The music and sound is improved over any of the previous over the top, annoying, raunchy guitar sounds used in previous Maddens. The commentary still only consists of Madden’s usual lines, though his voice does sound much better than the cheese grater filtered samples used in ’94. His best line in the game is easily his farewell “Hi this is John Madden for EA Sports, saying goodbye, and thanks for playing”. The in game sound effects are much more tolerable, and the music while nothing memorable at all, and a bit on the flat side, is a nice little improvement over any Madden before it. You do unlock a song if you win the Super Bowl, which is the better tune out of the three or four in the game, but still as a whole the presentation in Madden ’95 was pretty bland, and effortless.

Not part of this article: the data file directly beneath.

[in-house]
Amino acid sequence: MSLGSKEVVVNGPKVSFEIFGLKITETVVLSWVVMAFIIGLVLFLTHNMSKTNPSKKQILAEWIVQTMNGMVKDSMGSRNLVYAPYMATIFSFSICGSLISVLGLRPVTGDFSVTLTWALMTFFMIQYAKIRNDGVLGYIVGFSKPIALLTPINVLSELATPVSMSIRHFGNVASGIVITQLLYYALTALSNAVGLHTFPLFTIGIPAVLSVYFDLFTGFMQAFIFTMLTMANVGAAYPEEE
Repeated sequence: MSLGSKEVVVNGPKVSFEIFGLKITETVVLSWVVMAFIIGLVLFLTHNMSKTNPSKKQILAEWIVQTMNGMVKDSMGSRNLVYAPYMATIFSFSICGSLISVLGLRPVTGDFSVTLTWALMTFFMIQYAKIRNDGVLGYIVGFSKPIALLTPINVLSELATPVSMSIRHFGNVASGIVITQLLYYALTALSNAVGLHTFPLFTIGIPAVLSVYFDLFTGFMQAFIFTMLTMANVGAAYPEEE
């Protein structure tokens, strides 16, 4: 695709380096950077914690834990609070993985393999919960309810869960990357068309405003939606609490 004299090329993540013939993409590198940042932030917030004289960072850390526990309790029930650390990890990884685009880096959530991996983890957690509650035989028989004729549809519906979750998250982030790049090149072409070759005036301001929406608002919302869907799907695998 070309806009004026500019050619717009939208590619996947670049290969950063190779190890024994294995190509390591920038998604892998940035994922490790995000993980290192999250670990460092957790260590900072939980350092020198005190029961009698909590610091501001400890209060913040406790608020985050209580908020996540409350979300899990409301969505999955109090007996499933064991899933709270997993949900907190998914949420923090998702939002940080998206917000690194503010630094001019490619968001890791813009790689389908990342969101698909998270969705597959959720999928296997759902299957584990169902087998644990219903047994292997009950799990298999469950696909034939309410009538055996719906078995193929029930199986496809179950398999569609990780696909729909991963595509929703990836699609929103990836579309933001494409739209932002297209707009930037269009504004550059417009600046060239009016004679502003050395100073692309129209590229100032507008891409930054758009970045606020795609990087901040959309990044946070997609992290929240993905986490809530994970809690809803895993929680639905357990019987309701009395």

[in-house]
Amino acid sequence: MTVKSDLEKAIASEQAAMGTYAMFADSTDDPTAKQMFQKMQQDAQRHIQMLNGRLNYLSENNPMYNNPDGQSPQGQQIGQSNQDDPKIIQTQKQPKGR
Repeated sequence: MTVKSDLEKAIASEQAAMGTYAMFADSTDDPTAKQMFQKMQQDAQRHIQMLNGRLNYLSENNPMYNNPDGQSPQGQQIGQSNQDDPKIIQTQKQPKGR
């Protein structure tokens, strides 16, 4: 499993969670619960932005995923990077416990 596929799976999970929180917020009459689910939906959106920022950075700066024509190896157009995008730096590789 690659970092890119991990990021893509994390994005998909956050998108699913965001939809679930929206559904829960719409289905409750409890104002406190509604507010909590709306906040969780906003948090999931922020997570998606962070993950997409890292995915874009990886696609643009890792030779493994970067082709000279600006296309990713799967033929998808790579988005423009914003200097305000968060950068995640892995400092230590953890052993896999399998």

William Robinson and High Score Productions took over Genesis development of the Madden Football series from Park Place Productions in 1993. Even though the burly, man-sprites in the Genesis version of Madden ’94 are large, highly detailed, and very well-animated, the game suffered from some occasional slowdown, minor sprite flickering in certain areas of the field, and sloppy scaling effects. In order to improve these aspects for ’95 William Robinson and co. moved away from the cartoony, hand drawn sprites and instead went for more of a faux 3D, pre-rendered, “digitized” looking player model. They look great, until they move. What happened to the animation? in Madden ’94 everything moved so fluidly, players would hammer the ground with their fist out of frustration of a missed tackle, or do a back flip when hit hard enough.